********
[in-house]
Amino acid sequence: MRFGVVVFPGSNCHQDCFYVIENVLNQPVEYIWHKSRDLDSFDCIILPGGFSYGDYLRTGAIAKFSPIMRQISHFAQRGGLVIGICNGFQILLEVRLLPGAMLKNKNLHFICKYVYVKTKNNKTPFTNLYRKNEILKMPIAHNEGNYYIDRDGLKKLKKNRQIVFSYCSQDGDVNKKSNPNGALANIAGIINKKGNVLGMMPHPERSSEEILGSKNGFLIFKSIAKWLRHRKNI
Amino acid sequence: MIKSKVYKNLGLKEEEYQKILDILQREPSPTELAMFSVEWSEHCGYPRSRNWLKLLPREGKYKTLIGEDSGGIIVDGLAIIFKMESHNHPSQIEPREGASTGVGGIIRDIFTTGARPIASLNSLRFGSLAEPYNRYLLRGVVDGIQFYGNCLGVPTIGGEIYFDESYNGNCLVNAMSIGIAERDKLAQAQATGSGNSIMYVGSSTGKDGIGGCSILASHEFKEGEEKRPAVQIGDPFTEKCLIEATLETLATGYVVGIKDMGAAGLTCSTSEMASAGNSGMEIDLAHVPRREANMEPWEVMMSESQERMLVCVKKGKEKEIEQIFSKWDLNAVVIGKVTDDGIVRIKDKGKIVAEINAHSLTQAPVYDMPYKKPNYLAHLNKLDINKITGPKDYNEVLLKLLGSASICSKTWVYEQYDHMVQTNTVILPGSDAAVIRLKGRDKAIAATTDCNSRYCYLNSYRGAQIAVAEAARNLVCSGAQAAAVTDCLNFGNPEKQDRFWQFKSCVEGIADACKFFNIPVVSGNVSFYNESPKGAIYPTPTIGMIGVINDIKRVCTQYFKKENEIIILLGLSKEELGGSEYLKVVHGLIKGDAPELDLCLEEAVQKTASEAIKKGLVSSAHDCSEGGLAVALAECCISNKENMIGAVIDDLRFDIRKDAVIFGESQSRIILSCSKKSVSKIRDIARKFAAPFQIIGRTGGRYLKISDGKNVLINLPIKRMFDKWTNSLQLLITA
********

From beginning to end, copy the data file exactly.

[in-house]
Amino acid sequence: MRFGVVVFPGSNCHQDCFYVIENVLNQPVEYIWHKSRDLDSFDCIILPGGFSYGDYLRTGAIAKFSPIMRQISHFAQRGGLVIGICNGFQILLEVRLLPGAMLKNKNLHFICKYVYVKTKNNKTPFTNLYRKNEILKMPIAHNEGNYYIDRDGLKKLKKNRQIVFSYCSQDGDVNKKSNPNGALANIAGIINKKGNVLGMMPHPERSSEEILGSKNGFLIFKSIAKWLRHRKNI
Amino acid sequence: MIKSKVYKNLGLKEEEYQKILDILQREPSPTELAMFSVEWSEHCGYPRSRNWLKLLPREGKYKTLIGEDSGGIIVDGLAIIFKMESHNHPSQIEPREGASTGVGGIIRDIFTTGARPIASLNSLRFGSLAEPYNRYLLRGVVDGIQFYGNCLGVPTIGGEIYFDESYNGNCLVNAMSIGIAERDKLAQAQATGSGNSIMYVGSSTGKDGIGGCSILASHEFKEGEEKRPAVQIGDPFTEKCLIEATLETLATGYVVGIKDMGAAGLTCSTSEMASAGNSGMEIDLAHVPRREANMEPWEVMMSESQERMLVCVKKGKEKEIEQIFSKWDLNAVVIGKVTDDGIVRIKDKGKIVAEINAHSLTQAPVYDMPYKKPNYLAHLNKLDINKITGPKDYNEVLLKLLGSASICSKTWVYEQYDHMVQTNTVILPGSDAAVIRLKGRDKAIAATTDCNSRYCYLNSYRGAQIAVAEAARNLVCSGAQAAAVTDCLNFGNPEKQDRFWQFKSCVEGIADACKFFNIPVVSGNVSFYNESPKGAIYPTPTIGMIGVINDIKRVCTQYFKKENEIIILLGLSKEELGGSEYLKVVHGLIKGDAPELDLCLEEAVQKTASEAIKKGLVSSAHDCSEGGLAVALAECCISNKENMIGAVIDDLRFDIRKDAVIFGESQSRIILSCSKKSVSKIRDIARKFAAPFQIIGRTGGRYLKISDGKNVLINLPIKRMFDKWTNSLQLLITA